Matt Rosenstein and Nick Kurczewski were in love with their neighborhood near the South Street Seaport in Lower Manhattan.
On the night of Oct. 29, a 1,000-mile wide hurricane tried to change that.
“It was unreal,” recalled Kurczewski. “The wind and rain started, it was wet and windy, and then a wall of water rolled in.”
Residents for three years in a ground floor apartment on Front Street, the happy couple “knew everyone” and had built strong ties with the community.
They were looking forward to tying the knot in early December.
The couple had headed for higher ground prior to the storm, staying with a friend nearby on Water Street. As the storm raged, the water level rose rapidly, foot by foot.
Kurczewski remembers watching in disbelief as mannequins from the Abercrombie & Fitch retail store across the street floated by, bobbing around in the flood waters after the doors to the store burst open.
The two bounced from friend to friend for a week or two following the hurricane, all in all staying in six different places before finding a short-term rental on 58th Street, between 5th and 6th avenues.
When they went back to survey the damage, they waded through knee deep water in their water-ravaged apartment.
“I just had to know how bad it was,” he said. “We went back the next morning and discovered six to seven feet of water had turned our apartment into a toxic soup.”
Their sofa was upended on a dresser and an overturned coffee table, the bedroom wall had blown down and kitchen items had somehow settled in the bedroom.
A water line was visible around the walls of the apartment.
Though devastated, the neighborhood stood together.
“The community came together fantastically,” said Kurczewski. “Unfortunately, our management company did not.”
The couple’s management company initially told them they wanted to rebuild and get them back in their apartment within 30-45 days.
Two weeks later, they changed their tune and said they were terminating their lease and would be turning their apartment into retail space.
They were given 72 hours to decide if they were going to leave, or take a similar fourth floor walk-up in the same building for $800 more than their previous rent.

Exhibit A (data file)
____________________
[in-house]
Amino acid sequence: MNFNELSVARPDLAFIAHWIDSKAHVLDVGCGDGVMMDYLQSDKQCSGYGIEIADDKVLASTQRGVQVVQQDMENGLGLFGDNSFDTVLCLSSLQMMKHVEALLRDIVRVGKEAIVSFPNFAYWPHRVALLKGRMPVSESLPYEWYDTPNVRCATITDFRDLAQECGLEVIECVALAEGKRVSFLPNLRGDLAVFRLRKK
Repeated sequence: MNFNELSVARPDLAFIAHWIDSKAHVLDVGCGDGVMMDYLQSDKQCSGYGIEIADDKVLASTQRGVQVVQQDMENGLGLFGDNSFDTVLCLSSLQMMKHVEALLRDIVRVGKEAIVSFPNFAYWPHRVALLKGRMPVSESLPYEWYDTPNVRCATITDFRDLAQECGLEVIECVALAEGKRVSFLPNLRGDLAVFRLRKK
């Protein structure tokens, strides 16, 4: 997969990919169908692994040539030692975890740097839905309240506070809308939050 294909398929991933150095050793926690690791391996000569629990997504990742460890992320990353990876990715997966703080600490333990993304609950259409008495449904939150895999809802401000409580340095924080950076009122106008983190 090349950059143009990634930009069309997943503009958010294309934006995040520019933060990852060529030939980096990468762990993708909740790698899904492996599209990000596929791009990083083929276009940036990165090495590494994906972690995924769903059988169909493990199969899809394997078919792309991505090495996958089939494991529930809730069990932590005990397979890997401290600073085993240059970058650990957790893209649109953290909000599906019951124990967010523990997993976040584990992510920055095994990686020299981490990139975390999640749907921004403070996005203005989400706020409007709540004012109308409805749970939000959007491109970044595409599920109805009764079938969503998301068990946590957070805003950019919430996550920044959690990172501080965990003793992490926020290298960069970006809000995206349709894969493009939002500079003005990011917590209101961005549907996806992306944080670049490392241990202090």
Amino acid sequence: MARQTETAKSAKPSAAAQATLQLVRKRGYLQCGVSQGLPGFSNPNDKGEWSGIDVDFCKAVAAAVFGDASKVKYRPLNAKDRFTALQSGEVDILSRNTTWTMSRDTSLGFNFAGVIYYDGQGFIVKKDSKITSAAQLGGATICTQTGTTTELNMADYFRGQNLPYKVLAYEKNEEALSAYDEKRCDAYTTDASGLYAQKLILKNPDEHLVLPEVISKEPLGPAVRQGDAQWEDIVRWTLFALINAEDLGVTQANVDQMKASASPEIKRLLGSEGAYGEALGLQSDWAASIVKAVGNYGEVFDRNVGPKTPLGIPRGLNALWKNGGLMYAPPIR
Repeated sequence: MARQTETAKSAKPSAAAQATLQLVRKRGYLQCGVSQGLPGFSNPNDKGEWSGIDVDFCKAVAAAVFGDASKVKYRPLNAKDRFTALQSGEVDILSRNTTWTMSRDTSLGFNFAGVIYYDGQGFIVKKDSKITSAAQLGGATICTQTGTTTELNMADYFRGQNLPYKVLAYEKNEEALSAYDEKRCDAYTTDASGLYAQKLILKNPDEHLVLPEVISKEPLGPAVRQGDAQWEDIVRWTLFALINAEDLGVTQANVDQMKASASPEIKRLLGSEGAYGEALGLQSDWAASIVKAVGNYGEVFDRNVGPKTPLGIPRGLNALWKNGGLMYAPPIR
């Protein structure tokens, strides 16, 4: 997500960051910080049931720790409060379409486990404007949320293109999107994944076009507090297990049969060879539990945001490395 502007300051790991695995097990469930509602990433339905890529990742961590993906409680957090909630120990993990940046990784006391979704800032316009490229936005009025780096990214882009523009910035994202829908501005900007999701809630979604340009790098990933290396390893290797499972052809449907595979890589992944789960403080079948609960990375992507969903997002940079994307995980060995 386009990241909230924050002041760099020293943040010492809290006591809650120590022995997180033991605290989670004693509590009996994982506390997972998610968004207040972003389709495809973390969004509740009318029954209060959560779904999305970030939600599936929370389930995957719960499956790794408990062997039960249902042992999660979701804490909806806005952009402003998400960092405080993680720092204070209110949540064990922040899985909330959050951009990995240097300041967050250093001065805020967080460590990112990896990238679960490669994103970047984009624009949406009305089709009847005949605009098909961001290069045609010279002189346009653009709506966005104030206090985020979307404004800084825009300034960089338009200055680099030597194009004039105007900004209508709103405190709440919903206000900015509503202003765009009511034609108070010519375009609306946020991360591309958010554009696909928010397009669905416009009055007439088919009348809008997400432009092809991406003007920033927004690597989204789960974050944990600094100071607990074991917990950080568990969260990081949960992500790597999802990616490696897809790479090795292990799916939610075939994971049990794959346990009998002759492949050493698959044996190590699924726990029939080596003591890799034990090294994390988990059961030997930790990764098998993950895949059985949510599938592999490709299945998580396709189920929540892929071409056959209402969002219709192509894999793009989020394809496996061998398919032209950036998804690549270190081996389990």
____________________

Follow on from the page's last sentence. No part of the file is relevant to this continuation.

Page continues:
Instead, the couple chose to stay in a short-term rental and look for a new place in the Seaport.
Bridget Schuy, a broker with BOND and a good friend of the couple’s, lives nearby in the neighborhood.
“I had just cooked them dinner on Saturday night,” she said.
After learning of their frustration with trying to find a broker, Schuy said she asked Kurczewski if she could send him some listings.
“I went to work immediately,” she said. “I felt like, if I can’t help my friends, who can I help?”
Schuy knew the couple wanted to stay in the neighborhood they loved and had become such a part of, but since the area took such a beating from Sandy, it was tough to even look at any places.
“It was a task,” she said. “The listing brokers did not want to show me the apartment because the neighborhood was so trashed. Several brokers I worked with in the Seaport just stopped showing completely.”
However, she worked hard and was able to find the couple a new home at 275 Water Street.
“We decided we wanted to move back to the Seaport. We didn’t want to be in the city if it wasn’t our neighborhood,” said Kurczewski. “For better or worse, this is our home.”
They were even able to stick with their original wedding date, moving into their new apartment just hours before getting hitched on Dec. 8.
“I give kudos to Bridget for making a happy ending out of all of this,” said Kurczewski. “It has been quite a few weeks, it’s been six weeks now, it seems like months.”
For others still looking for permanent homes after losing their apartments due to Sandy, the most recent numbers show rental market prices have eased, but vacancy has declined sharply.
In the weeks following the hurricane, rental activity dropped 69.8 percent in Lower Manhattan zip codes hit hardest by Sandy, compared to the same period a year ago, according to Jonathan Miller, president of appraisal firm Miller Samuel.
According to a market report published Dec. 12 by Miller, in Manhattan, the median rental price remained almost unchanged in November from the prior month and rose 1.4% higher than prior year levels to $3,195.
Average rental prices grew 5.4% from the same period last year, while rental price per square foot fell 2.3%.
The Manhattan vacancy rate fell to 1.59% from 2.32% from the same time last year.
Aash Jethra, a broker with Citi Habitats, helped a client re-locate to midtown east after her FiDi apartment building, 2 Gold Street, was rendered uninhabitable following the storm.
“She was quite stressed out,” he said. “She lived on the fourteenth floor, and she couldn’t get up there early on after the hurricane.”
The parking garage under the building had been severely flooded, and once the water receded, oil from waterlogged cars seeped up through the elevator shafts of the building.
“The smell was very strong,” he said. “All her clothes smelled. There was just this freezing cold, dark apartment.”
Jethra had to move quickly.
By gaging what kind of apartment was the right fit for her, he was able to find a rental on 53rd and 2nd in record time.
“We signed a lease at 9 o’clock at night,” said Jethra.
Since Sandy, short-term and “Sandy-friendly” listings have popped up on real estate sites, said Jethra.
“It’s on people’s minds in the brokerage community,” he said. “People are aware the market has shifted because of it, and so some people act.”